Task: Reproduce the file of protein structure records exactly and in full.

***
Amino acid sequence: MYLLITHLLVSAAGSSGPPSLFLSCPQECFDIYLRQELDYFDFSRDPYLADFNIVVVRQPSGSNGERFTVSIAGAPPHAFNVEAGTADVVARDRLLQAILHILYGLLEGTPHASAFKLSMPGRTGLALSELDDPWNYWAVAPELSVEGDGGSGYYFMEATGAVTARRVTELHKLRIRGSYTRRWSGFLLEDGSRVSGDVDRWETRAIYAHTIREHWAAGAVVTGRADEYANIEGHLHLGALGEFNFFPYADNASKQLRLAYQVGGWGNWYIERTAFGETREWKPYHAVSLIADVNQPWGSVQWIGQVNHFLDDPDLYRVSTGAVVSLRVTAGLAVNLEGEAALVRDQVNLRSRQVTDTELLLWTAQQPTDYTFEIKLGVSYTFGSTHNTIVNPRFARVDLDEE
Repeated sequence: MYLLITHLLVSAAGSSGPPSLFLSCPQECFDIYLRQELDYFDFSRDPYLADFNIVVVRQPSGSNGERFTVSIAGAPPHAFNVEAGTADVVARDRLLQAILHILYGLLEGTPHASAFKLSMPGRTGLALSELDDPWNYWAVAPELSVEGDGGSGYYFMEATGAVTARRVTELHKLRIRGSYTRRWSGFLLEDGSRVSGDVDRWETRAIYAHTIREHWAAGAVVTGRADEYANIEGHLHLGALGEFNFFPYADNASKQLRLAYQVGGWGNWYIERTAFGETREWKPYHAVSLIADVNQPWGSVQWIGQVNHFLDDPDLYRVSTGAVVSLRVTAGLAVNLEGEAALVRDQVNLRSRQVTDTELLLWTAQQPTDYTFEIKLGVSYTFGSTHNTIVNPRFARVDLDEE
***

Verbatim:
Amino acid sequence: MYLLITHLLVSAAGSSGPPSLFLSCPQECFDIYLRQELDYFDFSRDPYLADFNIVVVRQPSGSNGERFTVSIAGAPPHAFNVEAGTADVVARDRLLQAILHILYGLLEGTPHASAFKLSMPGRTGLALSELDDPWNYWAVAPELSVEGDGGSGYYFMEATGAVTARRVTELHKLRIRGSYTRRWSGFLLEDGSRVSGDVDRWETRAIYAHTIREHWAAGAVVTGRADEYANIEGHLHLGALGEFNFFPYADNASKQLRLAYQVGGWGNWYIERTAFGETREWKPYHAVSLIADVNQPWGSVQWIGQVNHFLDDPDLYRVSTGAVVSLRVTAGLAVNLEGEAALVRDQVNLRSRQVTDTELLLWTAQQPTDYTFEIKLGVSYTFGSTHNTIVNPRFARVDLDEE
Repeated sequence: MYLLITHLLVSAAGSSGPPSLFLSCPQECFDIYLRQELDYFDFSRDPYLADFNIVVVRQPSGSNGERFTVSIAGAPPHAFNVEAGTADVVARDRLLQAILHILYGLLEGTPHASAFKLSMPGRTGLALSELDDPWNYWAVAPELSVEGDGGSGYYFMEATGAVTARRVTELHKLRIRGSYTRRWSGFLLEDGSRVSGDVDRWETRAIYAHTIREHWAAGAVVTGRADEYANIEGHLHLGALGEFNFFPYADNASKQLRLAYQVGGWGNWYIERTAFGETREWKPYHAVSLIADVNQPWGSVQWIGQVNHFLDDPDLYRVSTGAVVSLRVTAGLAVNLEGEAALVRDQVNLRSRQVTDTELLLWTAQQPTDYTFEIKLGVSYTFGSTHNTIVNPRFARVDLDEE